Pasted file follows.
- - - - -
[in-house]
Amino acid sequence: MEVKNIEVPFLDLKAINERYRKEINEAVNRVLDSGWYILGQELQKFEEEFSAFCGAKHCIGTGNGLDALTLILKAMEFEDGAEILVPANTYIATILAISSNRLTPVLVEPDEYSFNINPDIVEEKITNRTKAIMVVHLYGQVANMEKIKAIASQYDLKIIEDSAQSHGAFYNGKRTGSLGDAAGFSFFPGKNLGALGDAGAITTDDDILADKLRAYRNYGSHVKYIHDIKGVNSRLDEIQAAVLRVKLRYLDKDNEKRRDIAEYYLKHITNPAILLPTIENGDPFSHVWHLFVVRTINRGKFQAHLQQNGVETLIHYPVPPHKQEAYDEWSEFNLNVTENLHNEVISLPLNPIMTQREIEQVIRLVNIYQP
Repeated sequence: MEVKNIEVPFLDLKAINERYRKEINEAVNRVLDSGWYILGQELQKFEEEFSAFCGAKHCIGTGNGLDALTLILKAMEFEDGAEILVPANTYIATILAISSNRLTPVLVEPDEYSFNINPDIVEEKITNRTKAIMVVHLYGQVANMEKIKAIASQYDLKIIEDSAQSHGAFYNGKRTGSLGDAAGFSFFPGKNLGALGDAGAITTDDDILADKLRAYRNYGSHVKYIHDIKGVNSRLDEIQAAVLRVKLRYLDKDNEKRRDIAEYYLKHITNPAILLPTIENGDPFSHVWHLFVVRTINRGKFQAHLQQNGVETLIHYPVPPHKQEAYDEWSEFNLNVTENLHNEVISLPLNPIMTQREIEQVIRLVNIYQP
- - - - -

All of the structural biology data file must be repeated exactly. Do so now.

[in-house]
Amino acid sequence: MEVKNIEVPFLDLKAINERYRKEINEAVNRVLDSGWYILGQELQKFEEEFSAFCGAKHCIGTGNGLDALTLILKAMEFEDGAEILVPANTYIATILAISSNRLTPVLVEPDEYSFNINPDIVEEKITNRTKAIMVVHLYGQVANMEKIKAIASQYDLKIIEDSAQSHGAFYNGKRTGSLGDAAGFSFFPGKNLGALGDAGAITTDDDILADKLRAYRNYGSHVKYIHDIKGVNSRLDEIQAAVLRVKLRYLDKDNEKRRDIAEYYLKHITNPAILLPTIENGDPFSHVWHLFVVRTINRGKFQAHLQQNGVETLIHYPVPPHKQEAYDEWSEFNLNVTENLHNEVISLPLNPIMTQREIEQVIRLVNIYQP
Repeated sequence: MEVKNIEVPFLDLKAINERYRKEINEAVNRVLDSGWYILGQELQKFEEEFSAFCGAKHCIGTGNGLDALTLILKAMEFEDGAEILVPANTYIATILAISSNRLTPVLVEPDEYSFNINPDIVEEKITNRTKAIMVVHLYGQVANMEKIKAIASQYDLKIIEDSAQSHGAFYNGKRTGSLGDAAGFSFFPGKNLGALGDAGAITTDDDILADKLRAYRNYGSHVKYIHDIKGVNSRLDEIQAAVLRVKLRYLDKDNEKRRDIAEYYLKHITNPAILLPTIENGDPFSHVWHLFVVRTINRGKFQAHLQQNGVETLIHYPVPPHKQEAYDEWSEFNLNVTENLHNEVISLPLNPIMTQREIEQVIRLVNIYQP